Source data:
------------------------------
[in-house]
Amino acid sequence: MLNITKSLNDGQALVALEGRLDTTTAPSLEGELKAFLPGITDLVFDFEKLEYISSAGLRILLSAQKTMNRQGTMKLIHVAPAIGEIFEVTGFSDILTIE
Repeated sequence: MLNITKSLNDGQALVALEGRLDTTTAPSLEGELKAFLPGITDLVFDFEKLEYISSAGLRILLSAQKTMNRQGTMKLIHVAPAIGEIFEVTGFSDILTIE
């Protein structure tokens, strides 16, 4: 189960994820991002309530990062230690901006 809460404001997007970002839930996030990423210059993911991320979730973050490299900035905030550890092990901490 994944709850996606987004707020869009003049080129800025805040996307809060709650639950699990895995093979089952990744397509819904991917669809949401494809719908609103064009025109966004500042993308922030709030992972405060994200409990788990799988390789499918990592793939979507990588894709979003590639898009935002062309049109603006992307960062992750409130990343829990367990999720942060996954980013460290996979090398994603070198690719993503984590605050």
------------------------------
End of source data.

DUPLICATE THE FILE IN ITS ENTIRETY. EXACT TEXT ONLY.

[in-house]
Amino acid sequence: MLNITKSLNDGQALVALEGRLDTTTAPSLEGELKAFLPGITDLVFDFEKLEYISSAGLRILLSAQKTMNRQGTMKLIHVAPAIGEIFEVTGFSDILTIE
Repeated sequence: MLNITKSLNDGQALVALEGRLDTTTAPSLEGELKAFLPGITDLVFDFEKLEYISSAGLRILLSAQKTMNRQGTMKLIHVAPAIGEIFEVTGFSDILTIE
């Protein structure tokens, strides 16, 4: 189960994820991002309530990062230690901006 809460404001997007970002839930996030990423210059993911991320979730973050490299900035905030550890092990901490 994944709850996606987004707020869009003049080129800025805040996307809060709650639950699990895995093979089952990744397509819904991917669809949401494809719908609103064009025109966004500042993308922030709030992972405060994200409990788990799988390789499918990592793939979507990588894709979003590639898009935002062309049109603006992307960062992750409130990343829990367990999720942060996954980013460290996979090398994603070198690719993503984590605050």